Do the bridesmaids pay or does the bride?
Depending on the culture and budget, the bride or the bridesmaids can pay for their dress.
Can the bride ask them to purchase a specific dress and color?
In general, no. This service is always separate from purchase as each bride requires different alteration job orders due to their body shape or form as well as the style of wedding gown they have chosen. A simple analogy is when you buy a pair of jeans. Hemming is always an additional expense. Any alterations on clothing, whether simple or complicated, are an extra charge. Unless a store has a special offer for this service, expect to pay.
Do you have any tips tips for tuxes?
Yes! If they live in a town that doesn’t have a suit/tuxedo/bridal shop and they absolutely must take the measurements themselves, they need to follow the instructions carefully on how to take measurements for better-fitting outfits. Measuring for tuxes is complicated. Otherwise, we highly recommend you get professionally fitted and, once measured, at least try the coat on to reconfirm that the size assigned will fit properly.
Can you rent pants or jackets only if necessary?
Yes. This is what we call an “a-la-carte” order. But it’s typically priced slightly higher than a complete rental set.
Absolutely not. A shortened dress will not fit the same for the next person who might be taller than the last. Any rental garments are not permitted to have a permanent alteration done. Temporary hemming is the most allowed alteration done on any rental garments. Other than this, if a customer insists on a custom fit, they must purchase the outfit.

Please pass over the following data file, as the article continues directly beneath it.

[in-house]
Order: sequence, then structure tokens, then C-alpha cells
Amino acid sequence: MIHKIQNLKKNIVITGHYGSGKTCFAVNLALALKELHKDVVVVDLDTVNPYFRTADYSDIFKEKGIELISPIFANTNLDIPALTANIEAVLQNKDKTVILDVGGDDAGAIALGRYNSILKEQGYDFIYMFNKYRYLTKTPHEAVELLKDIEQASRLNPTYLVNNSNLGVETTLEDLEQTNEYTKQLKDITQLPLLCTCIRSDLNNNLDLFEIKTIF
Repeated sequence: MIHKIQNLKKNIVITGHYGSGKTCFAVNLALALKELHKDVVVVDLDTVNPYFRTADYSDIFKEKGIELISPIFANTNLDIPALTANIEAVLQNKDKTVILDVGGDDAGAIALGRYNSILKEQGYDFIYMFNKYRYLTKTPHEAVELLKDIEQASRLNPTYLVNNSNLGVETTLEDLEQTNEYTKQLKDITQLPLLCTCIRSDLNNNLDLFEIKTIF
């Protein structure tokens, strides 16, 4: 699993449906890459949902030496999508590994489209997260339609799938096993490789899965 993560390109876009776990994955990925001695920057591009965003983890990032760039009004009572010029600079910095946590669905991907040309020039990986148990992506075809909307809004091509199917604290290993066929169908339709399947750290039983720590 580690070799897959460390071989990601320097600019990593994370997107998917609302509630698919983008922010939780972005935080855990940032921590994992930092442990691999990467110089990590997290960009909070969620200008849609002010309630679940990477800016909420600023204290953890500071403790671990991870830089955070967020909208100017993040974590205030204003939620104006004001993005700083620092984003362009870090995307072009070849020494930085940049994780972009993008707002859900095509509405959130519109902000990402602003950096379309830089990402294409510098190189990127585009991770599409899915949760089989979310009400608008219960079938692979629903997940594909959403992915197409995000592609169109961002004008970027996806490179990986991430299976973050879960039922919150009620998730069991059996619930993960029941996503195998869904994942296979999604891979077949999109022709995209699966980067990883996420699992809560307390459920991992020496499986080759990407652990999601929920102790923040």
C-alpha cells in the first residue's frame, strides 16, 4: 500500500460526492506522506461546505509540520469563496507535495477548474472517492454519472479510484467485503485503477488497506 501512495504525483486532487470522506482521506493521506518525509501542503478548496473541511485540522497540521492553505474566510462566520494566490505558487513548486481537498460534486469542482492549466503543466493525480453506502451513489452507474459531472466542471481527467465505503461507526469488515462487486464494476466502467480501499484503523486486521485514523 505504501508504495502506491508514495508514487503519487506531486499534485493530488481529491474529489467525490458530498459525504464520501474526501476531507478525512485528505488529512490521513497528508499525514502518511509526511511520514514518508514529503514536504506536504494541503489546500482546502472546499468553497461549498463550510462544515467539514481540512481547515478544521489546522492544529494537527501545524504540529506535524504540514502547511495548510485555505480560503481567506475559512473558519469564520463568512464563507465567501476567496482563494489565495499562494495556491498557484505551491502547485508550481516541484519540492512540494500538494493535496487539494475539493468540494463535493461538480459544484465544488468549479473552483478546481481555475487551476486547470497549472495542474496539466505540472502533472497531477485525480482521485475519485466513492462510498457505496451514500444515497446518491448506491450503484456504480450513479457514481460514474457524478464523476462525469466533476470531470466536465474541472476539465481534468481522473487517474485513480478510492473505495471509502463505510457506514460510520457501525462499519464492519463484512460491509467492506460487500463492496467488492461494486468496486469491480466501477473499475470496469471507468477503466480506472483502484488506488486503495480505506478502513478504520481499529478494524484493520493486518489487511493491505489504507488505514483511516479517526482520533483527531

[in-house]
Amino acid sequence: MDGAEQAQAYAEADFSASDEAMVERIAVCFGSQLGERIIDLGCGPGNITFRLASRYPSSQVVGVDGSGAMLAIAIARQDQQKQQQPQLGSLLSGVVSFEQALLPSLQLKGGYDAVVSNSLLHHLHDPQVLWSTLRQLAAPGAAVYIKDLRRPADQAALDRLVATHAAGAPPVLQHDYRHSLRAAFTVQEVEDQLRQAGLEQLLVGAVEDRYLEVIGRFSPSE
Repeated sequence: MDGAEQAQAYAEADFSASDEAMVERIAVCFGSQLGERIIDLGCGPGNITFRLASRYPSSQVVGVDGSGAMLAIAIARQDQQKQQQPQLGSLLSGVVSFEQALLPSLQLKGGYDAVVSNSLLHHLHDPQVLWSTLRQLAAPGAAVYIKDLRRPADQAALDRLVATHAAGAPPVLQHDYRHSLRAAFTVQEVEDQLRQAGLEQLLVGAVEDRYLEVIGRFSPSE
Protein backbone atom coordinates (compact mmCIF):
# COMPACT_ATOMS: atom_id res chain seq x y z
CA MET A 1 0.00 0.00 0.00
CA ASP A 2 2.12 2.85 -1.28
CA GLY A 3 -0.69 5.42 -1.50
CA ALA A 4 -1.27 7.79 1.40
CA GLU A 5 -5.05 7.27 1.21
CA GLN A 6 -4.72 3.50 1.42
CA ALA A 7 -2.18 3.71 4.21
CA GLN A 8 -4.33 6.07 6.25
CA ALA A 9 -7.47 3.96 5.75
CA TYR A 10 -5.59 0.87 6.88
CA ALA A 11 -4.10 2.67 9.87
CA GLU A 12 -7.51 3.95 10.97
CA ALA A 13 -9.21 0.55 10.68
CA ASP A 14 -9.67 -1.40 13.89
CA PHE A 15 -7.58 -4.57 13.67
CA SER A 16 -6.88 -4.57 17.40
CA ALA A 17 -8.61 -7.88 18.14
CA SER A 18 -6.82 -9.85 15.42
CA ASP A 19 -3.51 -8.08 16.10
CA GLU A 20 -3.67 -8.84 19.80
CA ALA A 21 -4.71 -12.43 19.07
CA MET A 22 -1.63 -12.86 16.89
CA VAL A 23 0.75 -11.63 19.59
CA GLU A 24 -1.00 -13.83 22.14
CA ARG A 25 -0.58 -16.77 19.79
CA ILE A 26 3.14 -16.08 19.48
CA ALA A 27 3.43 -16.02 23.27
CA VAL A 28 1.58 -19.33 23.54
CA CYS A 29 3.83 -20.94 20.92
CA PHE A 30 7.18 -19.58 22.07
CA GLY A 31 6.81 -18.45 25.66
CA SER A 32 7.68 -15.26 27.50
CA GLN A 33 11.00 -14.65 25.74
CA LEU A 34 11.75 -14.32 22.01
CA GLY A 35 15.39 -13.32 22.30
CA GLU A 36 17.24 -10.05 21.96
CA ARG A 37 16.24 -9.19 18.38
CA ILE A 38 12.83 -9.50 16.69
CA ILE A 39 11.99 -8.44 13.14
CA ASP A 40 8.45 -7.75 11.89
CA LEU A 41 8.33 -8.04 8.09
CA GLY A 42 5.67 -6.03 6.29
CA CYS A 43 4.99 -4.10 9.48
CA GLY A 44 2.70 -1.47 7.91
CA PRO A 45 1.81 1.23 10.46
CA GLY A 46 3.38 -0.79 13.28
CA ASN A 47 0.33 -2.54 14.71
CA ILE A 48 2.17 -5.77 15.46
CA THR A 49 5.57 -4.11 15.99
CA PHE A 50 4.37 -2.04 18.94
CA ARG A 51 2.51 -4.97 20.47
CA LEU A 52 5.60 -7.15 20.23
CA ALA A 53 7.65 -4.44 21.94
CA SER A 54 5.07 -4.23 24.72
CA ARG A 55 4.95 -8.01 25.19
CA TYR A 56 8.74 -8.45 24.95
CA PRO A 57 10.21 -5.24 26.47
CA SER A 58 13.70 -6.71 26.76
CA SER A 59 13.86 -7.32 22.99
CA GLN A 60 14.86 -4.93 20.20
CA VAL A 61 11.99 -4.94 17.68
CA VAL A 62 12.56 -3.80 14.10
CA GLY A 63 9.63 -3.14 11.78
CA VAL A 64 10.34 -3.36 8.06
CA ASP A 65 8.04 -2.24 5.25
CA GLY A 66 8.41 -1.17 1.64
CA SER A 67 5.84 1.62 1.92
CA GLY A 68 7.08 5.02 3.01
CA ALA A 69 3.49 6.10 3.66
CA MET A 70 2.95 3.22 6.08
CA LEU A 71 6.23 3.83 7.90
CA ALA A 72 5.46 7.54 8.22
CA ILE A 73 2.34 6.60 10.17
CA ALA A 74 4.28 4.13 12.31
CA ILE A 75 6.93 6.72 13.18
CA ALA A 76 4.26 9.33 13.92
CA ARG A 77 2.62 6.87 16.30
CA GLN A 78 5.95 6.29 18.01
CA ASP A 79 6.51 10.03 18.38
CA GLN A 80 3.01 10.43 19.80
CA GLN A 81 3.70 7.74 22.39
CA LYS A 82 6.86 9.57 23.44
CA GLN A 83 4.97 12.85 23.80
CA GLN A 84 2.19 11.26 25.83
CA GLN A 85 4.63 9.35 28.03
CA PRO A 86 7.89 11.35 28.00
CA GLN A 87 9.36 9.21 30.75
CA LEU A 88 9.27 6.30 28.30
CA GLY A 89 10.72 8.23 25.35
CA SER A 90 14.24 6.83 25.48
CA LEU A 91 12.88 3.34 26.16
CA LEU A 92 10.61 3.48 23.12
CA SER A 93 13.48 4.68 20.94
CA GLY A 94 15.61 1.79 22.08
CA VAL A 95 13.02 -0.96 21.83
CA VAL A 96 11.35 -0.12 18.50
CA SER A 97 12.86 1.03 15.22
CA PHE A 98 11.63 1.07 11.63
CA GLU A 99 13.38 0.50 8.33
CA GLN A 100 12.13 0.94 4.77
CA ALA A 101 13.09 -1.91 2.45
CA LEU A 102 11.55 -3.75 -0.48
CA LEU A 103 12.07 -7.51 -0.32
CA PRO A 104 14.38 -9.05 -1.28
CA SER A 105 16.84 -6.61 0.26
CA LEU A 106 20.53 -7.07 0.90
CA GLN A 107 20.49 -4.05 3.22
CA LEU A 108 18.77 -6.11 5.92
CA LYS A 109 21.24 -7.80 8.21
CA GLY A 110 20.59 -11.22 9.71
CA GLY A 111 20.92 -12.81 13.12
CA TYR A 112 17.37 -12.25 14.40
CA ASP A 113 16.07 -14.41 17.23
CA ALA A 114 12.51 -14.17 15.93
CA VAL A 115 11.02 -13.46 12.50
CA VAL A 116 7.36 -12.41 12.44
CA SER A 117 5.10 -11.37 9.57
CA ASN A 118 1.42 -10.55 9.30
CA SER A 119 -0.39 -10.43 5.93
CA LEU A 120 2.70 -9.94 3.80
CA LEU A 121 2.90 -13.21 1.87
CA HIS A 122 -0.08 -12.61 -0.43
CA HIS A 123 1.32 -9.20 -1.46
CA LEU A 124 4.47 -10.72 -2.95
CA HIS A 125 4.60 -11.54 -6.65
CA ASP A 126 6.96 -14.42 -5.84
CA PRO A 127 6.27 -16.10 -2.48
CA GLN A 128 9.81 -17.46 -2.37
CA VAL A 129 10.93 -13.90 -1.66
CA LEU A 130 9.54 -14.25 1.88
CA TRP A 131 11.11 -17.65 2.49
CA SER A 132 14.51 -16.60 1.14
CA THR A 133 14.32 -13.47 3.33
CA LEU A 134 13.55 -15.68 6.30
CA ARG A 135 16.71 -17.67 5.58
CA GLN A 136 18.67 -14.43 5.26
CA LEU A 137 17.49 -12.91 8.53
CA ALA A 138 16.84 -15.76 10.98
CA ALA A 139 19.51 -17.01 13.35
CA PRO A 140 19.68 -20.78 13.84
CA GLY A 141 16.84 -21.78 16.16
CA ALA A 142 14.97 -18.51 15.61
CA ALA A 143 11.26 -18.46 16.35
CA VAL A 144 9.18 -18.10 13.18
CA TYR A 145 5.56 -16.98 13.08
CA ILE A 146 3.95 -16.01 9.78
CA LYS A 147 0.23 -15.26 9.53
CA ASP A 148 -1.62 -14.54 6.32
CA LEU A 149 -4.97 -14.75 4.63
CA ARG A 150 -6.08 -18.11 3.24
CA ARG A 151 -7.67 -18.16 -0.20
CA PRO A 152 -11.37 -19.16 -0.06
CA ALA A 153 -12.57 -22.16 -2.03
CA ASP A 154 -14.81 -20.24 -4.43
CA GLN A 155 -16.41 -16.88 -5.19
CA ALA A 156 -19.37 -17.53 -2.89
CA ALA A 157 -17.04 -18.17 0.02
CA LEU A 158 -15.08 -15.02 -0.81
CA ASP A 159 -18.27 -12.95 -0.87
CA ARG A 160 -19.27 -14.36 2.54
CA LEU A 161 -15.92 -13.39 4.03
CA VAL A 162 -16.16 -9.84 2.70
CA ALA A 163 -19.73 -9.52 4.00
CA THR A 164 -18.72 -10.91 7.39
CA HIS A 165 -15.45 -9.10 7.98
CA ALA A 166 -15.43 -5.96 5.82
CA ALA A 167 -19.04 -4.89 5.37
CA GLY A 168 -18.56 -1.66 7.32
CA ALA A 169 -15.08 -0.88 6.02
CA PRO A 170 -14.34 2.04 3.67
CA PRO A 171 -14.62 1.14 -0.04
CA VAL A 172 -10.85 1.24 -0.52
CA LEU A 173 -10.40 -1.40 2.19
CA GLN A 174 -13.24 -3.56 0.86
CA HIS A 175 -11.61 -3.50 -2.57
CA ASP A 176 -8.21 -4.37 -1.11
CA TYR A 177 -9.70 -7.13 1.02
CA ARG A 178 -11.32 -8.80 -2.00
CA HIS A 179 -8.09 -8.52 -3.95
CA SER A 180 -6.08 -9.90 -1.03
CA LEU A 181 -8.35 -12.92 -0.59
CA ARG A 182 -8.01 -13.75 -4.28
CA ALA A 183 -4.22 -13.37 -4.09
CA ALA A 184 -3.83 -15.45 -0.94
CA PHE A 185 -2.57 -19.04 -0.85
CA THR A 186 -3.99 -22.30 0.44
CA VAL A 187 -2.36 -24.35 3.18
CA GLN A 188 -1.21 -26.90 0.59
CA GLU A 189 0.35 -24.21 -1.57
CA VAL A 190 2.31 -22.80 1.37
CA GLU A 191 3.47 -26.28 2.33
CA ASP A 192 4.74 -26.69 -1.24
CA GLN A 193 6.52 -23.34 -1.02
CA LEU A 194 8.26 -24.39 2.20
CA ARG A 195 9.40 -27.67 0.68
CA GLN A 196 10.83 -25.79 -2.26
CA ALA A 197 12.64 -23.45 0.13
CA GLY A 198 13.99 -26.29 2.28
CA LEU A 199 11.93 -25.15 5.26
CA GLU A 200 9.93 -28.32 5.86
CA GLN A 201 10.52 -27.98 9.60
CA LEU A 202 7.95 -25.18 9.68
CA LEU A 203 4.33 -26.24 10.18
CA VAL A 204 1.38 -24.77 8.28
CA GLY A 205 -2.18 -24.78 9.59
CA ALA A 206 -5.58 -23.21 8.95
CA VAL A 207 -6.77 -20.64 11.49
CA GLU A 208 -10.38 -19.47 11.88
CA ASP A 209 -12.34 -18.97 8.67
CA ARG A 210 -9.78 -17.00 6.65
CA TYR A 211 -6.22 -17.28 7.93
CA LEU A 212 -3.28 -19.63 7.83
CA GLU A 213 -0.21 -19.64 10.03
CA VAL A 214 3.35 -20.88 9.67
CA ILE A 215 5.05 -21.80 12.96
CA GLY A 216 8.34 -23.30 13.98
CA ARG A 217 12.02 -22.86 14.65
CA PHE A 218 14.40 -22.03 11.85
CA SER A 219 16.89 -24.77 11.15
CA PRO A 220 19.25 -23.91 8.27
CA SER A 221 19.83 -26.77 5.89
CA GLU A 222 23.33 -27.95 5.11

Yes. Depending on the company’s program, a pair of basic black shoes is included in a complete rental set or is paid separately at a lower rate than if rented by itself. If the shoes are being special ordered, make sure that the wearer’s wider or longer foot–if one foot is larger, as is often the case–is traced on paper. Depending on the manufacturer, shoes may run smaller or bigger than what you normally wear. This especially applies to out-of-town renters who are not able to do a physical or personal fitting in the store.
Seven months is good timing. This is to give time for a bride who might need to special-order her gown. Depending on the gown manufacturer, her special-order gown will take three to six months to arrive. Then she’ll need time to do alterations if needed. She will also save on those extra charges on last-minute orders.